There’s some odd behaviour all around this week, some of which felt out of character to me.
Maggie has allowed her hair to grow back. So it would seem that Uganda wasn’t the direct cause of her spiky red haircut that we have seen in the depositions. What future trigger event awaits her?
Sadly, it’s not just her hair which has reverted to type. Whatever post-traumatic stress she is suffering has sent her back to season one levels of insubordination and worrying lapses of competence. Jerry‘s challenge about her trustworthiness as a witness doesn’t seem quite so far-fetched now. And, given that Jim – her boss – can still smell the alcohol on her breath, her behaviour towards him again borders on the disciplinary. He’s entitled to question the performance of one of his team, no matter how much Maggie protests to the contrary.
Only at the end of the episode does Maggie offer an explanation for her uncharacteristic behaviour:
I’m afraid to sleep alone at night, so sometimes I go out.
Charlie is, unusually, wearing a tie rather than a bow-tie. Were they all at the dry cleaners?
It’s hard to know what to make of Will’s behaviour throughout the episode. Again, he seems obsessed by what people think of him – in this case a journalist on Twitter who feels snubbed. It’s hard to tell whether the facade he maintains upon hearing of his father’s death is the ultimate in professionalism or a comment on how he prioritises his relationship with his audience over his relationship with his formerly abusive father. Only at the very end does he freeze momentarily, before confiding to the viewers that it’s just him and them now and locking his game-face back on.
For an episode effectively taking place in real-time – this is probably as close as The Newsroom will ever get to the staple ‘day-in-the-life story’ – this was a surprisingly introspective and intimate episode, focussing on cementing some relationships and resetting others. Don and Sloan yet again make a formidable couple – “you’re impressive”, Don tells Sloan at one point – in static scenes in a dark office which are nonetheless compelling. Will and Mac switch back and forth between interacting on both a professional and a more personal level. And it’s clear that Jim has maintained some kind of an ongoing relationship with Hallie Shea – of which Maggie is equally apparently jealous – while he continues to tip-toe around Maggie, respectful (perhaps too much so) of her post-Uganda issues.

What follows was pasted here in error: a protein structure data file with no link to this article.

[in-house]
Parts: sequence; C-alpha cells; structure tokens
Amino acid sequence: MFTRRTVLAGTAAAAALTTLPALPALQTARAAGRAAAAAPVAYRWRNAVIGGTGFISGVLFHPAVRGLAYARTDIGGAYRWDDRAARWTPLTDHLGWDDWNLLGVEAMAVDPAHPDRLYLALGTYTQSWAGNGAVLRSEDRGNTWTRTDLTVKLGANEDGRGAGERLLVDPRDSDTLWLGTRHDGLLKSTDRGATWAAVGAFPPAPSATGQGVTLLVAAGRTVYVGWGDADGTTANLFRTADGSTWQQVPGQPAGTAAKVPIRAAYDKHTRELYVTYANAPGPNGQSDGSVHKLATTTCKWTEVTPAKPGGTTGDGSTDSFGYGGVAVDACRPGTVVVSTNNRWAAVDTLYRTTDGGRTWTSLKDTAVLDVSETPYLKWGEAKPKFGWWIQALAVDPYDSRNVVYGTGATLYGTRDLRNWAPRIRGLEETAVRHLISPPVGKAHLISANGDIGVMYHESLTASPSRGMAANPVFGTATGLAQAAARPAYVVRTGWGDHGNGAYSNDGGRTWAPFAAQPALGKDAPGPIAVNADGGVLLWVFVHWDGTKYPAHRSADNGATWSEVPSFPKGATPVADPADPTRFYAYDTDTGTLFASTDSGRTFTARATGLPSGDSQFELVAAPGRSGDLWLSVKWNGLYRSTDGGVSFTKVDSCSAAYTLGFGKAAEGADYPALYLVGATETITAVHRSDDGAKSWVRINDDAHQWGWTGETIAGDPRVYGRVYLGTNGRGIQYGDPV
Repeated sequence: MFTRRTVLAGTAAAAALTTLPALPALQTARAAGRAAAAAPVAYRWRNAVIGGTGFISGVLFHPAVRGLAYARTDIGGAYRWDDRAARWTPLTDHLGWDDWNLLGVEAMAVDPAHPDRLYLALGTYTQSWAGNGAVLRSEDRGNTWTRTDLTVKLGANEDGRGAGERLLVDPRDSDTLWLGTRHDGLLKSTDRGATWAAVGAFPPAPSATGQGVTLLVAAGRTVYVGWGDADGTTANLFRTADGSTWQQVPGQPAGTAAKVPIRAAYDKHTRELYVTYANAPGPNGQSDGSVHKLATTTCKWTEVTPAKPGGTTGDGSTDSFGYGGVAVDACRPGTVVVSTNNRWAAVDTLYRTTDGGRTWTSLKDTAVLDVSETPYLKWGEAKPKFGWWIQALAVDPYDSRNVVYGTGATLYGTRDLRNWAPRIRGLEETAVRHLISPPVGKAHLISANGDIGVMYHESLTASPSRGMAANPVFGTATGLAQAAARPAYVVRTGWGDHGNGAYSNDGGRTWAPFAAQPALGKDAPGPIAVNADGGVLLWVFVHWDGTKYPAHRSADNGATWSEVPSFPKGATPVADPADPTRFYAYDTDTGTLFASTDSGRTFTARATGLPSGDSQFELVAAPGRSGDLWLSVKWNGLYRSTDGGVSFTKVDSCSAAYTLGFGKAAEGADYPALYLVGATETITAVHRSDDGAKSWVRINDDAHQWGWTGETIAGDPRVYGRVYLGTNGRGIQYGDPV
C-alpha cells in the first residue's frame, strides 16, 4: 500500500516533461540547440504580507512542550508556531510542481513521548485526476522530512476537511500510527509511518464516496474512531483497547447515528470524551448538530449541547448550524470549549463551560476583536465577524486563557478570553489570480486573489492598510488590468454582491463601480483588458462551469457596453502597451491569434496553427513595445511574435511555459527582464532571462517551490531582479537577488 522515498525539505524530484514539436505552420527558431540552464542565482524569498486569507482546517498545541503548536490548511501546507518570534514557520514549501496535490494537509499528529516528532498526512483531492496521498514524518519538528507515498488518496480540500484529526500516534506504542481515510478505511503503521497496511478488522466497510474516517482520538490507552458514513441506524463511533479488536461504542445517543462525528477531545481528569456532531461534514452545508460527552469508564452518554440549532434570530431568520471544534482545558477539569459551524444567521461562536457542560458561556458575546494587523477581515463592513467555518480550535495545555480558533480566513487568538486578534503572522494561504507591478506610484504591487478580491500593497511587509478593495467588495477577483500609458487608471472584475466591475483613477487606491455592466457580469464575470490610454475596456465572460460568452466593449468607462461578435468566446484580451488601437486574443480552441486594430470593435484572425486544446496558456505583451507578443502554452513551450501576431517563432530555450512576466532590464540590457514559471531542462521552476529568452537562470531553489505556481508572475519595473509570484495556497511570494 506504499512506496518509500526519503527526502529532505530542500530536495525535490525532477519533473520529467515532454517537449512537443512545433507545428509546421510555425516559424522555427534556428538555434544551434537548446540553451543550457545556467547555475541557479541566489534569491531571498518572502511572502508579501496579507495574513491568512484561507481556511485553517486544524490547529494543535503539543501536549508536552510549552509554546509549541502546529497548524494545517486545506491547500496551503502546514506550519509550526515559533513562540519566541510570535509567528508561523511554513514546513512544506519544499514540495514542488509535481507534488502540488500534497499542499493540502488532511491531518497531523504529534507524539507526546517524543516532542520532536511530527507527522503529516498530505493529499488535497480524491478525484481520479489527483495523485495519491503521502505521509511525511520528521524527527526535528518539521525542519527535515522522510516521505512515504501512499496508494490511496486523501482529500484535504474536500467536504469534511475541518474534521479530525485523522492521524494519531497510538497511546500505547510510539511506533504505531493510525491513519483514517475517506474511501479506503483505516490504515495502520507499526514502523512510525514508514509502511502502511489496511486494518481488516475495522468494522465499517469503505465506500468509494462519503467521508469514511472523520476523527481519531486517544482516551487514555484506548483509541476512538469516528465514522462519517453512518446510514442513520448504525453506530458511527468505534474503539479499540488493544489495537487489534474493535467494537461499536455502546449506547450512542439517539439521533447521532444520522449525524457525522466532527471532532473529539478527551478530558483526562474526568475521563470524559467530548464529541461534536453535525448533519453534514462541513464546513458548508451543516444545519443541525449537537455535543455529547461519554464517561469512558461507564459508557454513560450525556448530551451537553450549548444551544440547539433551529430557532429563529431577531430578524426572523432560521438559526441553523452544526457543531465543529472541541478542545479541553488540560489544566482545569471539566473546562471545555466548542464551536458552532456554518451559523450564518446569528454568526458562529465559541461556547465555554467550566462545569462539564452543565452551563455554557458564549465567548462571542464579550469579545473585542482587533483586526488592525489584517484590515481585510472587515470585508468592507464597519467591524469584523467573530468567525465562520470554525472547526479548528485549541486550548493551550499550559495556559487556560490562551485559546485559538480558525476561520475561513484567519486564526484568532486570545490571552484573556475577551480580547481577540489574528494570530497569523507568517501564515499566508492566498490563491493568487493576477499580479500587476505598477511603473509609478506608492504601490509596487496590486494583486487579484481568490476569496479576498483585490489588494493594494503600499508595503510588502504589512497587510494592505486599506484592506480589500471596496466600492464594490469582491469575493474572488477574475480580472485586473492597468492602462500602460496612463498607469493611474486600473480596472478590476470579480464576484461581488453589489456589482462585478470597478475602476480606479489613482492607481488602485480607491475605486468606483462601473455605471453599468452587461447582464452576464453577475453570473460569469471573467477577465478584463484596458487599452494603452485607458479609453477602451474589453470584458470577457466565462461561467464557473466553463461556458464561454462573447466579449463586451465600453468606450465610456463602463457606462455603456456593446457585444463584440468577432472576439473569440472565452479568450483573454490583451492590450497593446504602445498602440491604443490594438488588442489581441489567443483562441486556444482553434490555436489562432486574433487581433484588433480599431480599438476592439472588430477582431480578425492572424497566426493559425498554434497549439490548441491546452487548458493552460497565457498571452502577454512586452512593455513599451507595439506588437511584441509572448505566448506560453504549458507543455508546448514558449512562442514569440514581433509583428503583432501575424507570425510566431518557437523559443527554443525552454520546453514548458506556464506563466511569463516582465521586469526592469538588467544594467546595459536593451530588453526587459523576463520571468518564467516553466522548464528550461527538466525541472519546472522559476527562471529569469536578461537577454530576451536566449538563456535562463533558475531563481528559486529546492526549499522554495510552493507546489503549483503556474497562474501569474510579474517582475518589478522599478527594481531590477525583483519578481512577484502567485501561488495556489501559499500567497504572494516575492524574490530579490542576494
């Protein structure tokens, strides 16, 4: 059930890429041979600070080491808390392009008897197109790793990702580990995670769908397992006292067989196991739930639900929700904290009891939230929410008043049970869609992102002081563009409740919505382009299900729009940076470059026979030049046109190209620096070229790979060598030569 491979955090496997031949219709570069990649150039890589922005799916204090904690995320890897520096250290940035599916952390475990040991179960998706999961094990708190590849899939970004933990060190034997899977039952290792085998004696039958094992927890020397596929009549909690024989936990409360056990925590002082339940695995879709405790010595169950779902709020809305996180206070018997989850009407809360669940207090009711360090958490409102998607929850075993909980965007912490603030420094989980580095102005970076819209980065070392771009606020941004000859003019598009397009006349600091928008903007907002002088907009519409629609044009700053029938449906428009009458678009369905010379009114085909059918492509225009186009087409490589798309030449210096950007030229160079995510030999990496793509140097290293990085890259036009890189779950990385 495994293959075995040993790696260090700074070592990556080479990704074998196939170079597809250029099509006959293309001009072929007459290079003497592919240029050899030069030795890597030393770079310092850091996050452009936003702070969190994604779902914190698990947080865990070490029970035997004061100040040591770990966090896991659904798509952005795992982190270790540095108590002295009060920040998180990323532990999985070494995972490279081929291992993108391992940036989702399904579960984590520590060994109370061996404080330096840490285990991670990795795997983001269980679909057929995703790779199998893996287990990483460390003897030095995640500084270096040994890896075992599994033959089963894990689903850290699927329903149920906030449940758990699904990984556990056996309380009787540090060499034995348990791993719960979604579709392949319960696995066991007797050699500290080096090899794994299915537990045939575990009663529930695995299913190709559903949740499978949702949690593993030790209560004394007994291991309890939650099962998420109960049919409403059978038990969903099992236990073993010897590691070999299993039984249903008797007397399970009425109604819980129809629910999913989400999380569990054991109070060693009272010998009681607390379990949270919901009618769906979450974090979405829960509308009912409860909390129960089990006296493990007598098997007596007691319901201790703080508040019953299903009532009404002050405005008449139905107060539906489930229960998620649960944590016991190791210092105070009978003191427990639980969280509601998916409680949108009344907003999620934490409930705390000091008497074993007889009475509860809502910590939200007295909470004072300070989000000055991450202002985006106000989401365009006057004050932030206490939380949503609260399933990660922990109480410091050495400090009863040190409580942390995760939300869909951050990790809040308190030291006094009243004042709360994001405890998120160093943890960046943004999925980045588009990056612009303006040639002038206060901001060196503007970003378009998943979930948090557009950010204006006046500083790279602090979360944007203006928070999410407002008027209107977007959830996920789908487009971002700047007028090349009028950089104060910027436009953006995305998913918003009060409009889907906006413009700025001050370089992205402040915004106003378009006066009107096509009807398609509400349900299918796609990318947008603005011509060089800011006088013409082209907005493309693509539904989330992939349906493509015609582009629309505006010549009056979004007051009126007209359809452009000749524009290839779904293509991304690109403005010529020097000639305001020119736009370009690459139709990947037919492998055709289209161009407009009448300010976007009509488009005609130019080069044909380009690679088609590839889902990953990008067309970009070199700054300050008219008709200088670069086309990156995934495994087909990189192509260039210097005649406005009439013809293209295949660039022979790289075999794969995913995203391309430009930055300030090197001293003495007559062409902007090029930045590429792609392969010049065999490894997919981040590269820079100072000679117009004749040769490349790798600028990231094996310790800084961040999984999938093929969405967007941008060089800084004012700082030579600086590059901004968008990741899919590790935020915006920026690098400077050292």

The episode’s actual news stories – Trayvon Martin, trouble in Syria, Tyler Clementi – take more of a back-seat. Points are made about each, but without the heavy-handed preaching which often plagues the series.
Overall, I suspect many viewers will have found this character-driven piece dull. However, I quite liked it – although I would have liked it more with less of the focus being on Maggie.
And finally …
We saw the potential in Mav and Goose and sent them to Miramar.
Shep jokingly uses Top Gun to support his assertion that the Navy knows what it’s doing more often than not.
The Newsroom continues on Sky Atlantic on Mondays at 9pm.